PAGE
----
Pensions in Dire Need
We brought Andrew Biggs, an economist with AEI, to Minnesota last fall to testify at the pension commission on assumed rates of return, the sustainability of public pensions and the problems with traditional ways of measuring pension liabilities. Mr. Biggs had a column in the Wall Street Journal yesterday that brought some welcome news. He is telling reformers like us (the Free Market Institute at the Center has been working on reform) that help is on the way. He thinks some big dogs have entered the fight, including the Federal Reserve, the Bureau of Economic Analysis, and the Congressional Budget Office. They have joined academics like Biggs who have been talking to anyone who will listen that we have a much bigger public pension problem than most states want to admit—and that we have not been measuring liabilities (which are guaranteed by the taxpayer) accurately. As a result, we keep making outsized promises that we cannot keep—and these promises, when properly measured, are grossly unfair because they are well in excess of private market rates.
Minnesota’s 2012 pension omnibus bill has little to recommend it, except for a modest transparency piece that we asked for so the public can get access on the MMB website to data on pensions (thanks and kudos go to State Rep and Economist King Banaian for his assist). More on that later. The “public pension cartel” (pension administrators, retirees, pubic union lawyers, and state staff) have once again effectively dictated to legislators that no change occur even though Minnesota has an unfunded liability conservatively measured by the state’s actuaries at $13.7 billion.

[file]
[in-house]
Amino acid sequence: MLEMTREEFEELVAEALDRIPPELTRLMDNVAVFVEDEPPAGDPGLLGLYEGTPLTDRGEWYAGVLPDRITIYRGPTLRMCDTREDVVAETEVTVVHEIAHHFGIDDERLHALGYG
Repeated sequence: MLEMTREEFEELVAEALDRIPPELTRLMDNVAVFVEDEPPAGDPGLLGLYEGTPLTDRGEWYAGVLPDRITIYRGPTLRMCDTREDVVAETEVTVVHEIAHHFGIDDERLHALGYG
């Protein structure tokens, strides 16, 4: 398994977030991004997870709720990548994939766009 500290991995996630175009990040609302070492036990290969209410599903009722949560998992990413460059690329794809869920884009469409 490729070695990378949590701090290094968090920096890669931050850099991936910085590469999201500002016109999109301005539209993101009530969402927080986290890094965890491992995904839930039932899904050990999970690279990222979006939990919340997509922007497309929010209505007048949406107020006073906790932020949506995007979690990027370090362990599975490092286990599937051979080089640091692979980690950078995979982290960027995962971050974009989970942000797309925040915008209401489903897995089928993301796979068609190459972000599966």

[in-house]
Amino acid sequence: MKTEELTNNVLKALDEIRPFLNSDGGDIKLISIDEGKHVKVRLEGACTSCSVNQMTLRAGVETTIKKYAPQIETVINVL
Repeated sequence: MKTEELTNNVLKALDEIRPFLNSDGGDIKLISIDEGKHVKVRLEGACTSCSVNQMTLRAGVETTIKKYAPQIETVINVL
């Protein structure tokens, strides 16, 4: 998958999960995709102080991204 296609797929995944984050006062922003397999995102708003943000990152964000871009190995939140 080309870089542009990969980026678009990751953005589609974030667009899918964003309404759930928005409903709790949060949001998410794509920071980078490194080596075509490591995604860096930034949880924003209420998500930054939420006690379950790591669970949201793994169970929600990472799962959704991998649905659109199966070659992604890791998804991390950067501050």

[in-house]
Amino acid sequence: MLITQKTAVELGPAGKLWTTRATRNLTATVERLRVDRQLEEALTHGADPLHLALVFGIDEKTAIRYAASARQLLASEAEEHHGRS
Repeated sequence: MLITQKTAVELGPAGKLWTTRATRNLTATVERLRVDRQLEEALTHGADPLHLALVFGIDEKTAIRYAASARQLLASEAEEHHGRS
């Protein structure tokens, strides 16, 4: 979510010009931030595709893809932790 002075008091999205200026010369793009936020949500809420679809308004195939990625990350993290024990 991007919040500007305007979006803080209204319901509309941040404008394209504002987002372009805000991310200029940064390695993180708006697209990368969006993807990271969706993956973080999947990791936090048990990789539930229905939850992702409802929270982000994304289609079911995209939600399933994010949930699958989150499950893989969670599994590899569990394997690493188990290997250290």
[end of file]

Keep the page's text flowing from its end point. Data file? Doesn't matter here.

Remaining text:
Legislators are still counting on reforms made in 2010 (good but insufficient steps in the right direction if you believe in a defined benefit system). They are hoping that the markets will improve and the state will grow its way out of this deep hole. Well, Dr. Biggs says the hole is much deeper than $13.7 billion—it is twice if not three times that amount. One of the reasons is that the state assumes it will earn a whopping 8.5% on its pension investments (we call this the “magic beans” theory of investing where Minnesota dollars grow faster than other dollars in the marketplace). The 2012 pension bill has no meaningful reform of that return assumption—or the defined benefit system—because a majority of legislators, facing re-election, do not want to rock the boat. The brave exceptions on the pension commission this year are Rep. Mary Kiffmeyer and Senators Ted Daley and Roget Chamberlain. So much for leadership and a GOP majority. We hope that Andrew Biggs is right—and that help is on the way.
Kim Crockett is the chief operating office and general counsel at Center of the American Experiment, where she directs the Minnesota Free Market Institute.